I have received quite a bit of feedback concerning last week's Tip, "Confession o' the Decade" that had to do with the inaccuracy of my previous claim about the Glastonbury Tor and Stonehenge being due East/West of each other, and Stonehenge and Avebury being due North/South of each other. IMHO neither True E/W nor N/S work for me anymore.
A friend of mine in South Wales writes:
"Did you know that Peter Knight has now made a geomantic astrum including this triangle, and Hambledon Hill, and others, to get a 6 pointed star.... He doesn't seem to mind it is not at the same latitudes. And thank you for 'flatitudes,' I have total problems getting that one straight...."
I asked Peter to tell us about this alignment, And he writes, "The Axis of Astrum is indeed 3.8 degrees west of due north, so this makes Avebury - Stonehenge - Glastonbury all work out with the angle very nearly being exactly 90 degrees." He has kindly sent me this image:
The Wessex Astrum
from Peter Knight's
The Wessex Astrum - Sacred Geometry in a Mystical Landscape*
Peter Knight's work is both interesting and exciting. I have visited some of the places he has identified as a result of his long-distance geometry work; however, the claim I had been making was that Stonehenge is due East of the Glastonbury Abbey. That means that they must be on the same latitude. Please understand that with his Astrum, Peter is not making that claim.
Another reader writes: "... OK but it still looks pretty tight. I don't think they had GPS satellite in those days either. and considering that even the geologic fault lines wiggle and waver beneath the crust the actual fault line aren't precise either because of their depth. Maybe the surface has shifted over the thousands of years also. Still it seems pretty amazing!! thanks for your observations and notes. many blessings..."
While I have no rebuttal to the possibility of Earth movement, here-in lies the difficulty. How close is close enough? For example, above, Peter Knight says of his Astrum that it is, "the angle very nearly being exactly 90 degrees." - Again, how close is close enough?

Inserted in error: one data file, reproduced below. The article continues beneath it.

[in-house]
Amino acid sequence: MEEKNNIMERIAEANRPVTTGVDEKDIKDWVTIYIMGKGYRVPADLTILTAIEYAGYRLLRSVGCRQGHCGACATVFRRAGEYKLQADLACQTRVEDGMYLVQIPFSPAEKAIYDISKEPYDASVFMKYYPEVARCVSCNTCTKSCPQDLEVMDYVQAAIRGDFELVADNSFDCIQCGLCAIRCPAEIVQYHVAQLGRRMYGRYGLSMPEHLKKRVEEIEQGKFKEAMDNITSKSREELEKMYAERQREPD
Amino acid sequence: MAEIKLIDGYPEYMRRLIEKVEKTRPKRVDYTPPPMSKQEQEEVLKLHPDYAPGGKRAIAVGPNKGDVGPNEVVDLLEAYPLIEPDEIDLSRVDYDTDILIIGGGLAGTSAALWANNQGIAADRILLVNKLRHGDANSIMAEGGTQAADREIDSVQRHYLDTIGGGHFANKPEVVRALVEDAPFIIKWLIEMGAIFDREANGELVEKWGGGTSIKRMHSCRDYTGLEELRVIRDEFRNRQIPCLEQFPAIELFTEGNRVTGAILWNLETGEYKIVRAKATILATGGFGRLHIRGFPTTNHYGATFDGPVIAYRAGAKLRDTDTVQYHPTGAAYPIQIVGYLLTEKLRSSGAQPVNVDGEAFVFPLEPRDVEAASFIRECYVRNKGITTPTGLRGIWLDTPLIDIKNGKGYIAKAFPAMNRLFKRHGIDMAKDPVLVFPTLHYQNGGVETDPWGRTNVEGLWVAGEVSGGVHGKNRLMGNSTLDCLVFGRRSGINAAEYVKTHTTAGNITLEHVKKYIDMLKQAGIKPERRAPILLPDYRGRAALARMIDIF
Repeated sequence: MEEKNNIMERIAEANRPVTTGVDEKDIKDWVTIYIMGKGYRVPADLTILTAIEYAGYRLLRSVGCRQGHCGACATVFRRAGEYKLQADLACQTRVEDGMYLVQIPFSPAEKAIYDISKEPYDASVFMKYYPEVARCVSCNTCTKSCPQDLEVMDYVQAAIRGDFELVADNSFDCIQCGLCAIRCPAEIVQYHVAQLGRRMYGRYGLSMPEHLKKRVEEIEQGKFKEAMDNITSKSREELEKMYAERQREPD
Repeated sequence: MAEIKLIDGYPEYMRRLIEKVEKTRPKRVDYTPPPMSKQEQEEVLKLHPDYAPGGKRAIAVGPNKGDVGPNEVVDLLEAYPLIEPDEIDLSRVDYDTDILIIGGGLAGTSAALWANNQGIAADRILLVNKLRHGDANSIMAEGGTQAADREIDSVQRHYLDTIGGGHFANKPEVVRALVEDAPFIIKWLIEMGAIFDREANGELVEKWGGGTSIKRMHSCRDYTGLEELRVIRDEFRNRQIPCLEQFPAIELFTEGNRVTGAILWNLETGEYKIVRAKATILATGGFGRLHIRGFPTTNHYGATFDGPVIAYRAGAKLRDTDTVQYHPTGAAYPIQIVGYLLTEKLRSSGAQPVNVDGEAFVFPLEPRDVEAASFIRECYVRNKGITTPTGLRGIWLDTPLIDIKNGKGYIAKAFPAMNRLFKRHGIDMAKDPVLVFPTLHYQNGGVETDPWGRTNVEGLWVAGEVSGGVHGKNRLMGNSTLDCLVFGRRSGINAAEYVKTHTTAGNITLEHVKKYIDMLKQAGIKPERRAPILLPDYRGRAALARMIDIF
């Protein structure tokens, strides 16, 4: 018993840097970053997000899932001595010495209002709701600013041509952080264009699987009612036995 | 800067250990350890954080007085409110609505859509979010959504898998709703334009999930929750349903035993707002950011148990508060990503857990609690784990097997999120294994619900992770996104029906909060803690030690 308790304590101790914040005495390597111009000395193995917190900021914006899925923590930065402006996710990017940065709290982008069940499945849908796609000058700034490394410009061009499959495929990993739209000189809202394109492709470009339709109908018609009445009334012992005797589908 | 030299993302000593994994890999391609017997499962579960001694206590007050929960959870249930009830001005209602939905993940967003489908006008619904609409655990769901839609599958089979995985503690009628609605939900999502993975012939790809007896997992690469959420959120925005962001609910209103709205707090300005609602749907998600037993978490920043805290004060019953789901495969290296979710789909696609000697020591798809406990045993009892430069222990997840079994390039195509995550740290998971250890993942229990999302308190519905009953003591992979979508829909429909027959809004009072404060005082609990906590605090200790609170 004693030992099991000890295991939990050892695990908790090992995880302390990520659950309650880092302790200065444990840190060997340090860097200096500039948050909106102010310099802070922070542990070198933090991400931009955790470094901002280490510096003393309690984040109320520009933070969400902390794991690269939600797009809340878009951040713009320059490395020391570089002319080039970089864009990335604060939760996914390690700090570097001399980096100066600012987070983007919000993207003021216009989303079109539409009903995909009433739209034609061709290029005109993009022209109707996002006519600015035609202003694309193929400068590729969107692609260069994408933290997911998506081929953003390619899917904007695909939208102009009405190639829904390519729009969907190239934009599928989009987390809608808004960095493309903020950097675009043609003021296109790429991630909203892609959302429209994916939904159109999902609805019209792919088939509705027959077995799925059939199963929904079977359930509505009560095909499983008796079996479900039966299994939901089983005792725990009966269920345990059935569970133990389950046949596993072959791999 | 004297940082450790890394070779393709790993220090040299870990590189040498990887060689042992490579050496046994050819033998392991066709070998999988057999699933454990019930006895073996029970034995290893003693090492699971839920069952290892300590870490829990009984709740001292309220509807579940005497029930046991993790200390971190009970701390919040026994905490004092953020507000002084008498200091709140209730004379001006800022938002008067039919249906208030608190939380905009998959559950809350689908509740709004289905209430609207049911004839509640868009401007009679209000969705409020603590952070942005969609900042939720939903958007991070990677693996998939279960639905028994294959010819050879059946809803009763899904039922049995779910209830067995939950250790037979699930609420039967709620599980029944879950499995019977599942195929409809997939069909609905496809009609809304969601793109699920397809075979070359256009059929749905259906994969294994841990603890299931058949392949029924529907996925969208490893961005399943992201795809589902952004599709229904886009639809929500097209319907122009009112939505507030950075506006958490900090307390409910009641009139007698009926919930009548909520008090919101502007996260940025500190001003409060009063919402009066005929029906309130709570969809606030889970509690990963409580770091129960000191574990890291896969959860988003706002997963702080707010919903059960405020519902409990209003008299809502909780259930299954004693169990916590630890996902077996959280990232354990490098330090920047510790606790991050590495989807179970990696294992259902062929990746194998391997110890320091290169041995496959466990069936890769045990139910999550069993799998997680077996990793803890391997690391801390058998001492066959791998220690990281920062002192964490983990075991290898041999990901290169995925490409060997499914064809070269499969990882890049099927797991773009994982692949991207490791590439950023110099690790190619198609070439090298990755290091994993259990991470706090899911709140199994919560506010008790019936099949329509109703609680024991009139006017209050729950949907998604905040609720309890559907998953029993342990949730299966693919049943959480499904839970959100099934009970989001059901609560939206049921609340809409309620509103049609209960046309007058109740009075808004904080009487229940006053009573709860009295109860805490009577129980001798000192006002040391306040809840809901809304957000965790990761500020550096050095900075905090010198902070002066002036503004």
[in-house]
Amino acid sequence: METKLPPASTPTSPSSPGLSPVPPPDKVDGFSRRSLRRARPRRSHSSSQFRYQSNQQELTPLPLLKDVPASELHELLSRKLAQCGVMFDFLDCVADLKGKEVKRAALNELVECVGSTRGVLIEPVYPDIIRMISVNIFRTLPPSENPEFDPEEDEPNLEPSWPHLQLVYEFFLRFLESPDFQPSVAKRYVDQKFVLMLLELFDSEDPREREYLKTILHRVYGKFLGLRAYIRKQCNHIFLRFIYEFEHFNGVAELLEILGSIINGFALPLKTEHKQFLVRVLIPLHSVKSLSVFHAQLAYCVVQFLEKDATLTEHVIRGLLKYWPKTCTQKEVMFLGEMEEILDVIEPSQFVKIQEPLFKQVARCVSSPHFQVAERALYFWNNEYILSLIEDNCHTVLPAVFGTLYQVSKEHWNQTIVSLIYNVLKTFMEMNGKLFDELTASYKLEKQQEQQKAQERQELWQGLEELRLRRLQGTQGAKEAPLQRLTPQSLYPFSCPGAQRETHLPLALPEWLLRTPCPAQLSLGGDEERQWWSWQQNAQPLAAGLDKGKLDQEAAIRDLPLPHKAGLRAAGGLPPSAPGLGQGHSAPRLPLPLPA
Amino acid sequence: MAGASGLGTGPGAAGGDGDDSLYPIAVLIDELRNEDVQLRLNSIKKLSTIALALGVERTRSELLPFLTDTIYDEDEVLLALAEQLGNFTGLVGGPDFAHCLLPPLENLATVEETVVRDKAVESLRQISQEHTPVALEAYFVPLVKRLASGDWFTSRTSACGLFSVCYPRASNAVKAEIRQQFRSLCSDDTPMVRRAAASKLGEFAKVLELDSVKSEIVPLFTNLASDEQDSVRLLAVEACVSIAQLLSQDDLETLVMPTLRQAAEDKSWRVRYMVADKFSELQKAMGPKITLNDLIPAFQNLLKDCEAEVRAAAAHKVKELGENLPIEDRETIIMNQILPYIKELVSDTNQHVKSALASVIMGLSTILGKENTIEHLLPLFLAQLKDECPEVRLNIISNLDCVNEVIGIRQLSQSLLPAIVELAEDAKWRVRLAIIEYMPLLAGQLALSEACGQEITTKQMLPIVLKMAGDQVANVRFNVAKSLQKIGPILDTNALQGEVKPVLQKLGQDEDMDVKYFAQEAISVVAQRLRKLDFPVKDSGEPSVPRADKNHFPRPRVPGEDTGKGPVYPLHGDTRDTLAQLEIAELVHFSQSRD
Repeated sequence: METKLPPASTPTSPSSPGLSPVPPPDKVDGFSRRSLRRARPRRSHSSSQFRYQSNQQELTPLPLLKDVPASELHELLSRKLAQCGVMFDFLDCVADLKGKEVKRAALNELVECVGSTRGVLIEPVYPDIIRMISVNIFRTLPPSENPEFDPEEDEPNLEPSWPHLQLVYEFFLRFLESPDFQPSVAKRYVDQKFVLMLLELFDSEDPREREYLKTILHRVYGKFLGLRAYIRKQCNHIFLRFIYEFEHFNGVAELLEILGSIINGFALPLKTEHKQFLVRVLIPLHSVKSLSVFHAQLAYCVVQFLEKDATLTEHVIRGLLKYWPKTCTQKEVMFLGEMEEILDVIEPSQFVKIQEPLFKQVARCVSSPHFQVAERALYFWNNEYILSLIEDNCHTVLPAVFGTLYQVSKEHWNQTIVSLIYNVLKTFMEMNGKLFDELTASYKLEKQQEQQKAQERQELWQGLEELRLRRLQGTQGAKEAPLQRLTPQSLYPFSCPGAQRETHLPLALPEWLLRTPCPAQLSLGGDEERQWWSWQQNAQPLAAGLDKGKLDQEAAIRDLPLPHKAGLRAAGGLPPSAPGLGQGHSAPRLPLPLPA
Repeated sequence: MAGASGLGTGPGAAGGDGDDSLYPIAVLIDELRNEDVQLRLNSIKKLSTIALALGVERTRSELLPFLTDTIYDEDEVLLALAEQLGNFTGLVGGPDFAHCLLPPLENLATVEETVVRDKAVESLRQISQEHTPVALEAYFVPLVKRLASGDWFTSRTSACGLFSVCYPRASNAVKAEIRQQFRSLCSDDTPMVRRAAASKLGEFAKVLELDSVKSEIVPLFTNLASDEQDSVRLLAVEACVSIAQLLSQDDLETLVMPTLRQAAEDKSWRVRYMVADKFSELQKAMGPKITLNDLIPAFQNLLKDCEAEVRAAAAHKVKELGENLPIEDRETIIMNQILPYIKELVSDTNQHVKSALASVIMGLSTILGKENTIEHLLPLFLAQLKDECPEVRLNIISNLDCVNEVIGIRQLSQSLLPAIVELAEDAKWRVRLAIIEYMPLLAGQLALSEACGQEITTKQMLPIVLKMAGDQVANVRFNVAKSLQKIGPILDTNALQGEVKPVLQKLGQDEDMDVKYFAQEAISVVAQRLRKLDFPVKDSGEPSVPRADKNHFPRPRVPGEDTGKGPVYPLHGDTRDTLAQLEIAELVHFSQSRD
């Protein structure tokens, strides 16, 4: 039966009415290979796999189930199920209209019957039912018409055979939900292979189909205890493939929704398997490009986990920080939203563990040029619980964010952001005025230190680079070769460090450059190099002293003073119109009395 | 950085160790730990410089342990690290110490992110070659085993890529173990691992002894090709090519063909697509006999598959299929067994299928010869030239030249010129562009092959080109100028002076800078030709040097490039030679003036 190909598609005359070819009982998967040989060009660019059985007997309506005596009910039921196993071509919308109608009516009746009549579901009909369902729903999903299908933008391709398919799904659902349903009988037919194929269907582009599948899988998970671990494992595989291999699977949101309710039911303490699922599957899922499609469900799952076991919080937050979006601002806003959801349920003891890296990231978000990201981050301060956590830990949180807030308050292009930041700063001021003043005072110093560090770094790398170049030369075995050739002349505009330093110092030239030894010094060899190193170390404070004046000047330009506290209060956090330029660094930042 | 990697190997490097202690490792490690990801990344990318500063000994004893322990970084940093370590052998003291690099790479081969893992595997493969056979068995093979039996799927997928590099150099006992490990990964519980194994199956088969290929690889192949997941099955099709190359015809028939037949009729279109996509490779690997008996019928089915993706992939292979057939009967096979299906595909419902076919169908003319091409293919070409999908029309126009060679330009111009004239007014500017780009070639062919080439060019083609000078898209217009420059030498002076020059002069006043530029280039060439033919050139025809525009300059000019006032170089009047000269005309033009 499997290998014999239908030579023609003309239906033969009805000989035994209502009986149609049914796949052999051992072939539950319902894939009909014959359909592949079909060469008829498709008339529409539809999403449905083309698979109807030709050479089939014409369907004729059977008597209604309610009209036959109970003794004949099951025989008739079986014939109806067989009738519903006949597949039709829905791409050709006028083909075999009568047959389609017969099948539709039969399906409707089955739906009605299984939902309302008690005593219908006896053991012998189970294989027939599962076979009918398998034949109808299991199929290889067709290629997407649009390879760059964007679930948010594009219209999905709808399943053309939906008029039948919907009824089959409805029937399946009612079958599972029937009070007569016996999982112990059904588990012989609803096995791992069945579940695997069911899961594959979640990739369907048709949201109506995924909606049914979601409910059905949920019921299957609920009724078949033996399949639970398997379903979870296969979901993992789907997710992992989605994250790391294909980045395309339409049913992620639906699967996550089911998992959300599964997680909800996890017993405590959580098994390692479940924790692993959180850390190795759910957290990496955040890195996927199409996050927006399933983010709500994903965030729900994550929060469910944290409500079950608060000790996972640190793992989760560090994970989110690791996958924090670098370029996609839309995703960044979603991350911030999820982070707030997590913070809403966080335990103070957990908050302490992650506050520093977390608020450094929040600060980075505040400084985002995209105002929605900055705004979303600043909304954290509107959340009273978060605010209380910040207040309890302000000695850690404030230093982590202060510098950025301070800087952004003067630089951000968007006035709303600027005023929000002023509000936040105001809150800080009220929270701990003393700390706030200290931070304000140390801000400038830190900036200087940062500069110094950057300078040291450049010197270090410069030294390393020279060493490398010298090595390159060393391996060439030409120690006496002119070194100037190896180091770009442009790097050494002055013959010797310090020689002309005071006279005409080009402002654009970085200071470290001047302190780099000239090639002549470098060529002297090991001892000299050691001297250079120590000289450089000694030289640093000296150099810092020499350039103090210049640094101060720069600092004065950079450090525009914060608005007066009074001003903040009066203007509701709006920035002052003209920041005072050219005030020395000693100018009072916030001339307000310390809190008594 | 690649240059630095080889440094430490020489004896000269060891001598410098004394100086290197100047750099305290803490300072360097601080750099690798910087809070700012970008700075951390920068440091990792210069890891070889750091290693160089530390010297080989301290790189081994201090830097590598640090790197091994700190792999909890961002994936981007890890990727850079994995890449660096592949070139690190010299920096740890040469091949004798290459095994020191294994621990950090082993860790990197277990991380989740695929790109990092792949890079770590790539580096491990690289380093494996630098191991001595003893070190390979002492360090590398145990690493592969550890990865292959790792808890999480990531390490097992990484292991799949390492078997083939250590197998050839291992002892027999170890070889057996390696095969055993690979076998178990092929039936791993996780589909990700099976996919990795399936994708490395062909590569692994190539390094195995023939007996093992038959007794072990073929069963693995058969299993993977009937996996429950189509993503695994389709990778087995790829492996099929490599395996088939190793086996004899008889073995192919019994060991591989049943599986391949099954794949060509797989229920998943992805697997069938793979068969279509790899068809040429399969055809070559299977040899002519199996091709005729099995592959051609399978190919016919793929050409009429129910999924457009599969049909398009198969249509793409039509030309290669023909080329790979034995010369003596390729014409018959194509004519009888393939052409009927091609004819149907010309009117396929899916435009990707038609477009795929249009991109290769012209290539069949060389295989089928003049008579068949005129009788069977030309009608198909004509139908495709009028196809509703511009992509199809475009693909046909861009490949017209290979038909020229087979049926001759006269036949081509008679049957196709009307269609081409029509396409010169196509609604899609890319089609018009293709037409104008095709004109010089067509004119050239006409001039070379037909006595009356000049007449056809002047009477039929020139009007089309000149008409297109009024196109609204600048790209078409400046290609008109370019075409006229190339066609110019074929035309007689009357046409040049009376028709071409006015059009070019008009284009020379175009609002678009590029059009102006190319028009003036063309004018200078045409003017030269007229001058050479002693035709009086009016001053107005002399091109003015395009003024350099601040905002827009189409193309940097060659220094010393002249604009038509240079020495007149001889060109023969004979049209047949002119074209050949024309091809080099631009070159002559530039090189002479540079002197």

I believe that this is one of the reasons why the Editors of "The Ley Hunter" magazine ultimately lost their confidence in the whole notion of Alfred Watkins' perfectly straight alignment of ancient sites. First they couldn't convince the archaeological establishment that our 'primitive' ancestors were intelligent enough to have built in straight lines, and second, the doubters said that leys that were given as examples were full of "yeah, buts." "Yeah, but ... you are not taking into consideration the curvature of the Earth." "Yeah, but ... our modern transits show clearly that these are not exactly straight lines." "Yeah, but ..." "Yeah, but ..." - it goes on and on.
We do need to remember that on one hand, Neolithic awareness of visual astronomy was far more advanced than that of most modern archaeological researchers. I believe that this is also true for most of the rest of us as well. (I'll be talking about that issue in next week's Tip o' the Week # 63 - "Stars Get in Your Eyes.") Those Neolithic people with their "short and brutish lives" clearly knew a lot about astronomy - especially Solar and Lunar - not to mention their awareness of advanced geometrical forms like ellipses and 3-4-5 right triangles long before the Greeks were supposed to have invented them. However, let's not forget that our foremothers and fathers were working with stone tools, not finely crafted and superbly machined metal tools. So, how close is close enough? It's like a mythtory - it's all lies, all truth. You make up your own mind... I've made up mine.
Another kind of reaction was:
"We all make mistakes. It is when we do not learn from them and keep saying the same thing is when we need someone to say HEY!!! WAKE UP..."
and in a similar vein:
"How lovely, and endearing, and very joyous, to find someone amongst all those others who speak certainties they cannot prove who admits he has made a mistake."
In any event, I made one. And Stonehenge just ain't due East of the Glastonbury Abbey.
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*The Wessex Astrum - Sacred Geometry in a Mystical Landscape by Peter Knight and Toni Perrot. Stone Seeker Tours and Publishing. . Copies are available either directly from Peter (Phone: 0775 408 2691) or from Growing Needs and Labyrinth Books in Glastonbury. Websites: www.stoneseeker.net and www.MySpace.com/wessexastrum. Peter is doing field trips to many Astrum localities this year. Contact him for further information.